PCSOs equipped with enhanced powers and skills, are starting their new role on Monday (4 July).
With new skills and powers to deal with a wide range of local problems, they can act to resolve issues such as alcohol fuelled anti-social behaviour from their very first day in the new role.
Assistant Chief Constable Laurence Taylor said, "The PCSO role has evolved since it was introduced 13 years ago with the specific aim to be visible in the community; and they will continue to conduct patrols. However, these patrols will be targeted to areas where they know they can make a difference.
"They will be helping prevent crimes such as burglary and anti-social behaviour and complete tasks in ways that are proven to reduce crime and keep people safe."
They will be an integral part of larger teams solving local problems, carrying out basic investigations, working alongside partners and directly with witnesses and victims to respond to community issues. Making use of mobile technology, PCSOs will access information whilst out in the community.
The flexible nature of their new role means they can work when and where they are needed, logging on remotely, as well as working from police and shared premises.
"Accessibility is important to me," said ACC Taylor. "It's important that communities can speak to their PCSOs and police officers when they need them or if they have information to pass on. Now they will have a team to access rather than one individual. Every area within Sussex will have a team to contact – by phone, email or via the web.
"Should there be a need, supervisory officers will have autonomy to move PCSOs to the places where they are needed most. These are in addition to our 999 response and investigations teams. This means all areas in Sussex will have access to a full range of force, regional and national policing services.
"Whilst our newly recruited PCSOs complete their training, teams will be supported by constables within local teams and, in some areas, new police constables who will be out training in the community."
ACC Taylor added, "The new role of the PCSO has been specifically developed in line with changing demands in policing and reshaping our service to make it as effective as possible to meet the needs of the local community.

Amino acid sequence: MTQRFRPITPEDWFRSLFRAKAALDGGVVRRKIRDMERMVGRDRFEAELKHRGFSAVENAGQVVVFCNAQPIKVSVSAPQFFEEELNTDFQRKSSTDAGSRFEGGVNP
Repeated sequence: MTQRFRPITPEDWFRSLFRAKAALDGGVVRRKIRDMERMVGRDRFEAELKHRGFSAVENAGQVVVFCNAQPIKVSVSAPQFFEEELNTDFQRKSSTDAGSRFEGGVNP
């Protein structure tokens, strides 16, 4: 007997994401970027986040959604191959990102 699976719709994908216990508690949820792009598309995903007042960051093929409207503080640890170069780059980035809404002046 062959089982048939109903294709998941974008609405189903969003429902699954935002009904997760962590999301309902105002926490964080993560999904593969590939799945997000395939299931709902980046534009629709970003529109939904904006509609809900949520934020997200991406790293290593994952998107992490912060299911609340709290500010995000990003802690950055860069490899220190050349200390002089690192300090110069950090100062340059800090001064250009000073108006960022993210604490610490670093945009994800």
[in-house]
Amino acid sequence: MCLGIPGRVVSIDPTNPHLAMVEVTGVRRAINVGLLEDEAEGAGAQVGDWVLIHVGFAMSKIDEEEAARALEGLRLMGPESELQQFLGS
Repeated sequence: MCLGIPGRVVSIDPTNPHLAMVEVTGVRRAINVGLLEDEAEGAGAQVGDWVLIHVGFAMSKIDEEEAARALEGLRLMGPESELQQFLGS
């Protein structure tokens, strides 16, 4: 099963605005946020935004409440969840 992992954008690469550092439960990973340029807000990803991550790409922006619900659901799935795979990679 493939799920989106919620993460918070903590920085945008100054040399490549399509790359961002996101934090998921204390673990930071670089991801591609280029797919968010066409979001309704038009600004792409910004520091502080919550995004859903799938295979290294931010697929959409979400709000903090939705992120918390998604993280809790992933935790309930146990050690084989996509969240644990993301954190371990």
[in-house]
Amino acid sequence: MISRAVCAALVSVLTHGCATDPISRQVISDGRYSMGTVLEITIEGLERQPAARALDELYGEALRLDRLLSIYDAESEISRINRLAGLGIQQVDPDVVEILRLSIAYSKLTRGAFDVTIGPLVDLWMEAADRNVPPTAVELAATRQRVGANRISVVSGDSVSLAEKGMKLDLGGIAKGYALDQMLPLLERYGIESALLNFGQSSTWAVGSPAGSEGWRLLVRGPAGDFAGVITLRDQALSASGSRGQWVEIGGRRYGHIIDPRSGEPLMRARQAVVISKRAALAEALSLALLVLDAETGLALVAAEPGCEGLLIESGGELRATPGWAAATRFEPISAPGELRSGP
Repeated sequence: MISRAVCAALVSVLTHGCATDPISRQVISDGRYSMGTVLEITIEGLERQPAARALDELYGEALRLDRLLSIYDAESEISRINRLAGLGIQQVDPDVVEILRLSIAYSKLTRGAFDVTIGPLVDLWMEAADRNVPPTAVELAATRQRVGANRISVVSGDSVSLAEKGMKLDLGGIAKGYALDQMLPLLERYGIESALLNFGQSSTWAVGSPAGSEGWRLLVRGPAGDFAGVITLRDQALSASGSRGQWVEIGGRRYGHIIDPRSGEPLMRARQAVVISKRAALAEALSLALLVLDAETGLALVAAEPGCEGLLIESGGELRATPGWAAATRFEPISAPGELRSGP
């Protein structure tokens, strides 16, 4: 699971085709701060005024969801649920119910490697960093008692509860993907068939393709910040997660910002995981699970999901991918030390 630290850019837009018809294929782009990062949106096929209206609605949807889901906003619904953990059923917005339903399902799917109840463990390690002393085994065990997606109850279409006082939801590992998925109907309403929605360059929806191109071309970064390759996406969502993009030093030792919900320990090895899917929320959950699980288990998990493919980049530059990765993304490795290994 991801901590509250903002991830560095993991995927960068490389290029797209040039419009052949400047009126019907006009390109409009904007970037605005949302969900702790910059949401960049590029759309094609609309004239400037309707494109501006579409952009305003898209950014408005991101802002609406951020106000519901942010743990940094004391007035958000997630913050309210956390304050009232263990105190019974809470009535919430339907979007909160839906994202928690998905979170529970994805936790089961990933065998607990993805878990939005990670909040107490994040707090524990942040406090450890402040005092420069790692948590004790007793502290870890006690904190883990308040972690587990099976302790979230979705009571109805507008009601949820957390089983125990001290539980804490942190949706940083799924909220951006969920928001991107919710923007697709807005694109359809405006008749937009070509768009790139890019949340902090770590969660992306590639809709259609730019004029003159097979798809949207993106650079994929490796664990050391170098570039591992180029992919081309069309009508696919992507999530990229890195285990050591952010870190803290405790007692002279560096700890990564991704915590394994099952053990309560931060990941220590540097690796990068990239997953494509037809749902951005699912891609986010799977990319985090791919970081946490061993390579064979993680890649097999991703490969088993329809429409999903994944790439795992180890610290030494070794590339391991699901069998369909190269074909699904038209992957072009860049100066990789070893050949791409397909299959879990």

"Sussex Police faces the challenge of operating with new demands against a shrinking budget, however, the force is determined to make policing services more effective, rather than less so.
"PCSOs, who are supported by constables with enforcement capabilities, are one of a number of layers of policing that work to prevent, respond to and investigate crime.
"The new policing model for Sussex is focused on protecting vulnerable people and catching criminals. We will always be there when people need us."
Sussex Police & Crime Commissioner, Katy Bourne said, "Like most Sussex residents I highly value the work and importance of PCSOs and their contribution to the local policing teams.
"However, community policing in Sussex has remained unchanged for more than a decade, and coupled with the changing nature of crime, a different policing response is required along with new methods of investigation and forensic analysis. This is why I support all officers, including PCSOs, being trained and equipped with the necessary skills to continue to keep our communities safe.
"As PCC I will continue to scrutinise Sussex Police and represent the public's views, to ensure that the Chief Constable's new local policing model maintains public confidence and reassurance, whilst delivering an effective and efficient police service."
ACC Laurence Taylor and PCSO Jamal Robinson talk about the new PCSO role:
Picture courtesy of Sussex Police